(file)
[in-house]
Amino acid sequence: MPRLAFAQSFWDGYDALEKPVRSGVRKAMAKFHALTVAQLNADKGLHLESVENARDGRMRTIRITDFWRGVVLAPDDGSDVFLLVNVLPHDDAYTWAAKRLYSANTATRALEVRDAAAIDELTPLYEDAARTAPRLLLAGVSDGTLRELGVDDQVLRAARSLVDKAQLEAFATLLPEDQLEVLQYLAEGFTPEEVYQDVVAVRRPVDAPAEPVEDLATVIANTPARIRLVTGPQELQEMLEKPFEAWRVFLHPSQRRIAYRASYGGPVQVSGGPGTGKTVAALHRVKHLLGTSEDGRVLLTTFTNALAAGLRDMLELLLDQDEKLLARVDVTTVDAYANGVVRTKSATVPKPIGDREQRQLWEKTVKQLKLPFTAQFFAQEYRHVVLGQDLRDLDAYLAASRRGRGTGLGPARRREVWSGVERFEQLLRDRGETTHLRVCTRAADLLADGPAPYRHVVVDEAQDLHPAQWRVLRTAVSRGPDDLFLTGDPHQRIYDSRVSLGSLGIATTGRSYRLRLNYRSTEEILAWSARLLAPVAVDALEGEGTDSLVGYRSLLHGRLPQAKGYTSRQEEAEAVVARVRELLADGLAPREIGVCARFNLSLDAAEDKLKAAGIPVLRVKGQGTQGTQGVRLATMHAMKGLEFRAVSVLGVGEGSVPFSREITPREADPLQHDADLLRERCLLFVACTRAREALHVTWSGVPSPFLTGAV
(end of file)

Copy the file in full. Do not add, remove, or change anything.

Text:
[in-house]
Amino acid sequence: MPRLAFAQSFWDGYDALEKPVRSGVRKAMAKFHALTVAQLNADKGLHLESVENARDGRMRTIRITDFWRGVVLAPDDGSDVFLLVNVLPHDDAYTWAAKRLYSANTATRALEVRDAAAIDELTPLYEDAARTAPRLLLAGVSDGTLRELGVDDQVLRAARSLVDKAQLEAFATLLPEDQLEVLQYLAEGFTPEEVYQDVVAVRRPVDAPAEPVEDLATVIANTPARIRLVTGPQELQEMLEKPFEAWRVFLHPSQRRIAYRASYGGPVQVSGGPGTGKTVAALHRVKHLLGTSEDGRVLLTTFTNALAAGLRDMLELLLDQDEKLLARVDVTTVDAYANGVVRTKSATVPKPIGDREQRQLWEKTVKQLKLPFTAQFFAQEYRHVVLGQDLRDLDAYLAASRRGRGTGLGPARRREVWSGVERFEQLLRDRGETTHLRVCTRAADLLADGPAPYRHVVVDEAQDLHPAQWRVLRTAVSRGPDDLFLTGDPHQRIYDSRVSLGSLGIATTGRSYRLRLNYRSTEEILAWSARLLAPVAVDALEGEGTDSLVGYRSLLHGRLPQAKGYTSRQEEAEAVVARVRELLADGLAPREIGVCARFNLSLDAAEDKLKAAGIPVLRVKGQGTQGTQGVRLATMHAMKGLEFRAVSVLGVGEGSVPFSREITPREADPLQHDADLLRERCLLFVACTRAREALHVTWSGVPSPFLTGAV